According to K. Walsh, in Is Reverse Instruction Education Technology’s Perfect Storm?, “reverse instruction is the idea of having students consume learning content (i.e. ‘the lecture’) outside of the classroom, usually as homework, thereby freeing up valuable face-to-face classroom time to reinforce materials and work on assigned work (work that may have been homework in the traditional classroom).”
Teachers are finding a lot of success with this approach. Recently, at a “Try It On Monday Workshop” at ASIJ, our middle school technology facilitator, who also happens to be a math teacher, presented what he has been doing with reverse education in his math classes. He is finding great success in preparing YouTube videos and vodcasts for students to view at home and then practice the skill that was introduced before coming to class. This frees up class time so that students can participate in other more engaging, authentic activities that require them to draw on several skills which they have learned and apply these to situations which require higher levels of thinking; resulting in a greater level of understanding. I’ve embedded his presentation below as it contains some great information on the benefits of the “flipped classroom” and what we all need to get started.
This is a compelling movement and, the benefits are clear to me, especially in a class with very discrete skill level outcomes, such as math. I also believe that it can be effective within an integrated humanities class. For instance, there are four core required novels in our 6th grade Language Arts/Social Studies block class. For each novel, there is contextual information about the novel that we teach prior to beginning the reading, which gives students a leg up in terms of comprehension. Each of these “front-loading” activities take at least one class period. We could easily create a YouTube video or vodcast of this information so that students could view it at home. Additionally, they would have a reference source which they could continue to review as necessary throughout the novel study.
We also spend a fair amount of each class time on grammar, vocabulary, and geography skill development and review. These exercises could be taught via YouTube or vodcasts as well, and could be completed at home, again freeing class time for more collaborative, authentic and engaging learning activities such as game-based learning and project-based learning.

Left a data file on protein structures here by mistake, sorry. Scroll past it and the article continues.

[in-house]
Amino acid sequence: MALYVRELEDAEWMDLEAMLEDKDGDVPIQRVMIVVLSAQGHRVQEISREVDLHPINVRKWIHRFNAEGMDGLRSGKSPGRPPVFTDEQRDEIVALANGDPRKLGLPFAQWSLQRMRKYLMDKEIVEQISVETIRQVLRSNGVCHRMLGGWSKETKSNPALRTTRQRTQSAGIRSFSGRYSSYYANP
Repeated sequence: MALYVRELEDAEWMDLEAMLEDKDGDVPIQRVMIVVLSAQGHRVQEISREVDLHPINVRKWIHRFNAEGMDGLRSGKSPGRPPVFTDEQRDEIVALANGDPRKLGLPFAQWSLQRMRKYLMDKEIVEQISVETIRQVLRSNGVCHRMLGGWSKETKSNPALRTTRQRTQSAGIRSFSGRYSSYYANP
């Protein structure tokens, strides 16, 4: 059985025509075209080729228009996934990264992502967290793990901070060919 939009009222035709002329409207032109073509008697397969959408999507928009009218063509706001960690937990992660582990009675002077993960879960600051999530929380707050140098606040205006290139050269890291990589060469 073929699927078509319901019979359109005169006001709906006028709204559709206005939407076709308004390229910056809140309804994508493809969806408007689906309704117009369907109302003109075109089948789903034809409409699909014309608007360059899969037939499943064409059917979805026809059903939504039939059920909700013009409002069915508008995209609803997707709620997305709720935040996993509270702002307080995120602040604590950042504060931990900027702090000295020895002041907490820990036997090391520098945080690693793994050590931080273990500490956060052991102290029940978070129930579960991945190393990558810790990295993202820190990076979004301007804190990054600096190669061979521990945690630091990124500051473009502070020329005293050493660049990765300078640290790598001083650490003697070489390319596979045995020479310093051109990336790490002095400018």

There is a question that I have regarding reverse instruction: How does it fit into current research and the debate over homework and the amount of time spent on it? My students have a lengthy bus commute each day to and from school. By the time they are home and have dinner, they usually work on homework and then go to bed. This comes after a full-on day of instruction and, for most, after school sports and other co-curricular activities. Reverse instruction is best suited, obviously, for older students. Still, we should always consider the time commitment in the home activities that we assign and insure that our students have adequate time to turn off and just be kids.
Game-based Learning is not a new concept. GBL, before the digital age, was any activity that was used to focus and motivate learners during lessons. Now, GBL or DGBL (Digital Game-based Learning) is a learning approach that incorporates the use of computer games, serious games, commercial off -the-shelf computer games, and simulations to engage students in higher levels of thinking. Games engage students in ways that other approaches to learning cannot. Serious games are presenting students with authentic situations. These simulations require students to employ higher levels of thinking to create and generate solutions to real world problems. Genuine learning takes place when students are engaged and motivated.
I have used many “game-like” activities with my students over the years; from bell-game question races to full blown simulations. Interact is a great company offering simulations that cover a wide variety of curriculum areas. In the past, my students have become crew members of a Spanish galleon and residents of a British colony in the New World. Currently, I like to use a Jeopardy format to review for assessments. Jeopardy Labs allows you to create a Jeopardy game template with content of your choosing, and its free. Whether it be a simple review game, or a three-week simulation unit, my students have always been highly engaged in these types of activities.
We modified our curriculum over the course of this school year and are now teaching a non-fiction reading unit which dovetails with a persuasive writing unit around the topic of refugees. The UNHCR has released a simulation called Passages which “is designed to help create awareness, arouse emotions and encourage participants to take action on the behalf of refugees.” This simulation, which could also be categorized as PBL, can be tailored to fit any age group and it connects perfectly with our current units. The simulation requires students to:
- discover the concrete problems which confront refugees
- feel the psychological anguish caused by separation and flight
- see what forces people into refugee situations and the train of events that brings them to refugee camps and beyond
- think about possible solutions to refugee problems, particularly with regards to integration within the country of asylum and repatriation to the country of origin
This simulation, along with other GBL activities, require chunks of classroom time to be most effective. A flexible time-table is always beneficial. Both reverse instruction and GBL deserve a chance in the 21st-century school experience. Perhaps scheduling issues will be more easily resolved with time budgeted through the flipped classroom.